1. (a) The amount of heat absorbed by the water is Q = cm∆T = (1.0 cal/g C°)(50.0 g)(50°C – 22°C) = 1400 cal. At 40% efficiency only 0.4 of the energy from the peanut raises the water temperature, so the calorie content of the peanut is 1400/0.4 = 3500 cal. (b) The food value of a peanut is 3500 cal/0.6 g = 5.8 kilocalories per gram. 2. From Q = cm∆T, Q/m = c∆T = (800 J/kgC°)(500°C) = 400,000 J/kg. The time required is (400,000J/kg)/(0.03 J/kgyr) = 13.3 million years. Small wonder it remains hot down there! 3. Work the hammer does on the nail is given by F  d, and the temperature change of the nail can be found from using Q = cm ∆T. First, we get everything into more convenient units for calculating: 5 grams = 0.005 kg; 6 cm = 0.06 m. Then F  d = 500 N  0.06 m = 30 J, and 30 J = (0.005 kg)(450 J/kg°C)(∆T) which we can solve to get ∆T = 30/(0.005  450) = 13.3°C. (You will notice a similar effect when you remove a nail from a piece of wood. The nail that you pull out is noticeably warm.) 4. Initially, the container is 60 degrees warmer than its surroundings. According to Newton’s law of cooling, its rate of cooling is proportional to the difference in temperature between it and its surroundings. That’s 1°C per 15 seconds. When this temperature difference is half, that is when the container is 30 degrees warmer than its surroundings, the water cools at half the initial rate. That’s 1°C per 30 seconds (half the cooling rate means twice the time for the same one degree). So the time to cool from 50°C to 49°C will be 30 seconds. When the container reaches 40°C, it will be 20 degrees warmer than its surroundings and will cool at one-third its initial rate—45 seconds to cool from 40°C to 39°C. 5. According to Newton’s law of cooling, its rate of cooling is proportional to the temperature difference, so when the temperature difference is half as great, the rate of cooling will be half as great. After another eight hours, the coffee will lose 12.5 degrees, half as much as in the first eight hours, cooling from 50°C to 37.5°C. (Newton’s law of cooling leads to exponential behavior, in which the fractional change is the same in each equal increment of time.) 6. Because of the 10-percent conversion efficiency, each square meter of collector will supply 20 watts of 2 electric power on the average. So to meet the 3 kW requirement you will need (3000 W)/(20 W/m ) = 2 150 m of collector area. This is the area of a square about 12 or 40 ft on a side. It would fit in a typical yard, but is a little larger than a typical roof.

Solutions to Chapter 17 Exercises
4. When sweat evaporates it carries energy from the skin, producing cooling. 6. Hot coffee poured into a saucer cools because (1) the greater surface area of the coffee permits more evaporation to take place, and (2) by the conservation of energy, the internal energy that heats up the saucer comes from the coffee, cooling it. 15. The body maintains its temperature at a normal 37°C by the process of evaporation. When the body tends to overheat, perspiration occurs, which cools the body if the perspiration is allowed to evaporate. (Interestingly enough, if you’re immersed in hot water, perspiration occurs profusely, but evaporation and cooling do not follow—that’s why it is inadvisable to stay too long in a hot bath.) 24. You can add heat without changing temperature when the substance is undergoing a change of phase.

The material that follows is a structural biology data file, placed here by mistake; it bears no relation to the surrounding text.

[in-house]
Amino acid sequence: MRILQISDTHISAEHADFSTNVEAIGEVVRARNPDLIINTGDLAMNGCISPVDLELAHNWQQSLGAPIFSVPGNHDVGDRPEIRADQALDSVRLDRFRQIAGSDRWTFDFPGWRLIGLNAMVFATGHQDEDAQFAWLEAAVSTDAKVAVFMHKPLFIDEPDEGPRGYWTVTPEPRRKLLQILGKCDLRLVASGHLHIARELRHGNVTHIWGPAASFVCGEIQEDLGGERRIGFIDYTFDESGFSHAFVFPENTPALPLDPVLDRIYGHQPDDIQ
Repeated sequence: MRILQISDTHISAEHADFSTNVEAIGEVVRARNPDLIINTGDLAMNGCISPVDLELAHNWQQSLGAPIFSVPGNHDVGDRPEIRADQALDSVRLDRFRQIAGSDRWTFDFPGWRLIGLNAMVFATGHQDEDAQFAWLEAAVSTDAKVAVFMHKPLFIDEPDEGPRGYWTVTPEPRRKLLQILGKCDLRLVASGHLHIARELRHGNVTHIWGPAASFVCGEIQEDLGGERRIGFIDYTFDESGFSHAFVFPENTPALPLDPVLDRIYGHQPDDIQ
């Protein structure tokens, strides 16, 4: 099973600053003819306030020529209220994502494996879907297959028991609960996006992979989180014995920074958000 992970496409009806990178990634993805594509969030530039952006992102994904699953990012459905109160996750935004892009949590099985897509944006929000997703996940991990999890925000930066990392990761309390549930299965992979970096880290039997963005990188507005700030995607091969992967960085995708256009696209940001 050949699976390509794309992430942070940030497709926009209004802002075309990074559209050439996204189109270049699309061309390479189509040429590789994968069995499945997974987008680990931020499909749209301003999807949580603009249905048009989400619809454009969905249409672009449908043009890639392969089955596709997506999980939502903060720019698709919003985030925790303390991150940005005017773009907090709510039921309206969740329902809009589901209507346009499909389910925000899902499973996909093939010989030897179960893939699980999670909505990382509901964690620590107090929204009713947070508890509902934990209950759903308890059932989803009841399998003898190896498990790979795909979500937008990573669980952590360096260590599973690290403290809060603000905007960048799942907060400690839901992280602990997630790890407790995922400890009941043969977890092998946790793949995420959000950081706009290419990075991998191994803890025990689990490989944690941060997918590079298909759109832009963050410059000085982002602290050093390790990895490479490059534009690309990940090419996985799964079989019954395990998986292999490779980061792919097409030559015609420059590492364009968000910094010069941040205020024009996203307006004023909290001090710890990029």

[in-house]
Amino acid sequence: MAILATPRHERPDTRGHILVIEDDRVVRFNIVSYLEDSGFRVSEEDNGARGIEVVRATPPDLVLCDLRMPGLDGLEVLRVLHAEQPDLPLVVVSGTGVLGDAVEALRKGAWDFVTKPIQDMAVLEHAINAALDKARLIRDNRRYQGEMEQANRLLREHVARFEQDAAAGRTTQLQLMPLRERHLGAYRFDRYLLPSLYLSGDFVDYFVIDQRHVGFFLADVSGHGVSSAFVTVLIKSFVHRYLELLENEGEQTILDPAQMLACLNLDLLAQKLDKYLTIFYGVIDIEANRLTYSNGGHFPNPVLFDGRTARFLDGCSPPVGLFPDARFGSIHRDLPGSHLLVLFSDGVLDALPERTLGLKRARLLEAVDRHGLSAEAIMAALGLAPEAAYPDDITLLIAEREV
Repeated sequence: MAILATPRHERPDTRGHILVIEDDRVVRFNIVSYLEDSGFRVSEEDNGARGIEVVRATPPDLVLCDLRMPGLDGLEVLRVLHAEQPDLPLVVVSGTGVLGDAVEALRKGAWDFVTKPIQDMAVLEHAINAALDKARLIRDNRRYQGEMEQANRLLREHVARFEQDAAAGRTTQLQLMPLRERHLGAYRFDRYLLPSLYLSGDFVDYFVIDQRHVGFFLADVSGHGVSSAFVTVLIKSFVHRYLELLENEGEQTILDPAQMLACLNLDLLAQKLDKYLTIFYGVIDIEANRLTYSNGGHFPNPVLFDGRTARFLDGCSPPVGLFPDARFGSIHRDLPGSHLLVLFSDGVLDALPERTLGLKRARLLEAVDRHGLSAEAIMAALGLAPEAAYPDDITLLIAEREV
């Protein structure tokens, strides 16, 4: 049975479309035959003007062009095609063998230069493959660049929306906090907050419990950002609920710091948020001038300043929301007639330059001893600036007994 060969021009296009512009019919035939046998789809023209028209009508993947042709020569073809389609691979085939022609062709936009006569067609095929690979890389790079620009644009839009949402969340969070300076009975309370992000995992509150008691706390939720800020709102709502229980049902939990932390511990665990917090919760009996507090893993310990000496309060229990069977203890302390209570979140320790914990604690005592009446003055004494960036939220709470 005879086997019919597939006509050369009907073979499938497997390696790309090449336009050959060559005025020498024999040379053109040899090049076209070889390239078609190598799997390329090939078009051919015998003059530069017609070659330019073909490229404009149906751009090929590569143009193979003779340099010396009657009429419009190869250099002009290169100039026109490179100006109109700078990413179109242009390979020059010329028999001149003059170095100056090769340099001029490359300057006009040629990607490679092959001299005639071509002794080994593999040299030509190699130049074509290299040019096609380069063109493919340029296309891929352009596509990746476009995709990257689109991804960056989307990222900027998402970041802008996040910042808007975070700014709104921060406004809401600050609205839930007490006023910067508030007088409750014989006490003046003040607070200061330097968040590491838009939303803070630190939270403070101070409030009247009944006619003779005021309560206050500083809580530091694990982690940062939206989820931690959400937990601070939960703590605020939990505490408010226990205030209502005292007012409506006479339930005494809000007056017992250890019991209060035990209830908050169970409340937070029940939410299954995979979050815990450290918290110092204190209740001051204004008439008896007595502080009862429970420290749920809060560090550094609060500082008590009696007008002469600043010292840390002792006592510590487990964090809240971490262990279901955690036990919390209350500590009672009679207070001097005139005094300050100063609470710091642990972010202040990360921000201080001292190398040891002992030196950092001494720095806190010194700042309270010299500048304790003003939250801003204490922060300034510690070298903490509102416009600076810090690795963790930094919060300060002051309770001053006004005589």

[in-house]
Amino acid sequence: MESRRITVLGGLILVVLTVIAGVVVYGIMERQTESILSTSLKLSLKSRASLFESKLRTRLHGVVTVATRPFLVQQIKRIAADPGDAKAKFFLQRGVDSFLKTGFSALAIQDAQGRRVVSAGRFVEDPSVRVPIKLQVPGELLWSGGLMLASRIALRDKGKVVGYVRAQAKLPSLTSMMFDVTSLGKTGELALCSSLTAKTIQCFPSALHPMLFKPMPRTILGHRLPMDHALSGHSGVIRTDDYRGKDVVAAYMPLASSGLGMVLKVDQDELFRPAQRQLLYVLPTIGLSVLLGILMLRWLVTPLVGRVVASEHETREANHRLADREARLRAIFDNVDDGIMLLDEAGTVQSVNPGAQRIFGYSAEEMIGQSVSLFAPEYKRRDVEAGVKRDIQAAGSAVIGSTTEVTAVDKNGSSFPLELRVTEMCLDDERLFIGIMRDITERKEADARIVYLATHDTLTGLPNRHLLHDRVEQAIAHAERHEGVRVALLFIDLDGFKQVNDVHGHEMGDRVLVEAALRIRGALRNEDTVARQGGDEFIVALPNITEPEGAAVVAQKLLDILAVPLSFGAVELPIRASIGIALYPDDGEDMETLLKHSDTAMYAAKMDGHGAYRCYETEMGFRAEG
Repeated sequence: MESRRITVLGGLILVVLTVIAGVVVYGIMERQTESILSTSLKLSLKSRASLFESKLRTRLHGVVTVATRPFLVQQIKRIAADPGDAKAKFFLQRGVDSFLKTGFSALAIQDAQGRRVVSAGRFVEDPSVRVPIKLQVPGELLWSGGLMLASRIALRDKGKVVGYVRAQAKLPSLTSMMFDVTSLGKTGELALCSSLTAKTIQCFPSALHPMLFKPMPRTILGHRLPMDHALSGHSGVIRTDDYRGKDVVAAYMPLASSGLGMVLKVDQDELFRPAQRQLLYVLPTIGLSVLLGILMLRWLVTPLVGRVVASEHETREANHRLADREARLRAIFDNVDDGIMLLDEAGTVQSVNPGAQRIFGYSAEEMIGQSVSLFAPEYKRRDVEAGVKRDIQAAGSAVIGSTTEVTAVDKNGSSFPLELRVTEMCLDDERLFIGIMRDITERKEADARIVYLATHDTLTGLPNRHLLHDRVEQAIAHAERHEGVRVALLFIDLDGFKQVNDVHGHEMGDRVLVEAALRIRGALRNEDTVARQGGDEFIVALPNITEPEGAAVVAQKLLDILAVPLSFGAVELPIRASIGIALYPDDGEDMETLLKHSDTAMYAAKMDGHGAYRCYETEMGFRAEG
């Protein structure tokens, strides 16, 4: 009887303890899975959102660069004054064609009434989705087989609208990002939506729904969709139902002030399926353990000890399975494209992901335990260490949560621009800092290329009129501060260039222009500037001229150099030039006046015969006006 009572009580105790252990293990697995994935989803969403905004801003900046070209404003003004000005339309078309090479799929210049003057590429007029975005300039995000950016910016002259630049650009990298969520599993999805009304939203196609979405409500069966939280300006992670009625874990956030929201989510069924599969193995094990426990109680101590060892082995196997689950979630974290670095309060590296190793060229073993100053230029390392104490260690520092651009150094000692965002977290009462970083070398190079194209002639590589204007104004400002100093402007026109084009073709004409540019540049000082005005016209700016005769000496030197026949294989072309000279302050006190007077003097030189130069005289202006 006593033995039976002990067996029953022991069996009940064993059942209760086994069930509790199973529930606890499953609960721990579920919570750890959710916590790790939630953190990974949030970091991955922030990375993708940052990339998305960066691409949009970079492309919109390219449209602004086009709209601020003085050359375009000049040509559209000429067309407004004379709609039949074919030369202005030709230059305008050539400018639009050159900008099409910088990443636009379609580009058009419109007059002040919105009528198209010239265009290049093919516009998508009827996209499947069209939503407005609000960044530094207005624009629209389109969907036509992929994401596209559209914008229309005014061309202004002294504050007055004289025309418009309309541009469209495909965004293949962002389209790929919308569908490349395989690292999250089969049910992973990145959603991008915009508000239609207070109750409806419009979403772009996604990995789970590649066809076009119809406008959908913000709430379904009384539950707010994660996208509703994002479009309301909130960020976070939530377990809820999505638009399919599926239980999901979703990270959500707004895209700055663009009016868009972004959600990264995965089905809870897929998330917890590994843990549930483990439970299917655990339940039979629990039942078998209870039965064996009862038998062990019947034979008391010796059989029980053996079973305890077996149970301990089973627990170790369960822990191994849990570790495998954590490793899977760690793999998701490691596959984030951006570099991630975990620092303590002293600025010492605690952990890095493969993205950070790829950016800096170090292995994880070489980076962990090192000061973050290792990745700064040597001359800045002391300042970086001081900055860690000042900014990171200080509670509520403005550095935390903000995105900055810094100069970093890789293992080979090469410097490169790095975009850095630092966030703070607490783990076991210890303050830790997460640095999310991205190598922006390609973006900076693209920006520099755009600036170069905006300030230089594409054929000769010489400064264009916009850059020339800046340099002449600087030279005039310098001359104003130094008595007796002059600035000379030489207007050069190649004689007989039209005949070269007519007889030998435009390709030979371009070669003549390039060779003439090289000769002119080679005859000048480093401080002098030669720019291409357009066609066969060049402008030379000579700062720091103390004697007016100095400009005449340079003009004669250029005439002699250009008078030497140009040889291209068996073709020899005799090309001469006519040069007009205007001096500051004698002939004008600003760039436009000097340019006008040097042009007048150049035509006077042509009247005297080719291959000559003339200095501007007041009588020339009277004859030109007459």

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25. You can withdraw heat without changing temperature when the substance is undergoing a change of phase. 29. Decreased pressure lessens the squeezing of molecules, which favors their tendency to separate and form vapor. 55. The temperature of nearby air increases due to energy released by the melting ice. 56. Every gram of water that undergoes freezing releases 80 calories of thermal energy to the cellar. This continual release of energy by the freezing water keeps the temperature of the cellar from going below 0°C. Sugar and salts in the canned goods prevent them from freezing at 0°C. Only when all the water in the tub freezes will the temperature of the cellar go below 0°C and then freeze the canned goods. The farmer must, therefore, replace the tub before or just as soon as all the water in it has frozen. 60. Dogs have no sweat glands (except between the toes for most dogs) and therefore cool by the evaporation of moisture from the mouth and the respiratory track. So dogs literally cool from the inside out when they pant.

Chapter 17 Problem Solutions
1. (a) 1 kg 0°C ice to 0°C water requires 80 kilocalories. (b) 1 kg 0°C water to 100°C water requires 100 kilocalories. (c) 1 kg 100°C water to 100°C steam requires 540 kilocalories. (d) 1 kg 0°C ice to 100°C steam requires (80 + 100 + 540) = 720 kilocalories or 720,000 calories. 2. From -273°C ―ice‖ to 0°C ice requires (273)(0.5) = 140 calories. From 0°C ice to 0°C water requires 80 calories. From 0°C water to 100°C water requires 100 calories. The total is 320 calories.

Boiling this water at 100°C takes 540 calories, considerably more energy than it took to bring the water all the way from absolute zero to the boiling point! (In fact, at very low temperature, the specific heat capacity of ice is less than 0.5 cal/g°C, so the true difference is even greater than calculated here.)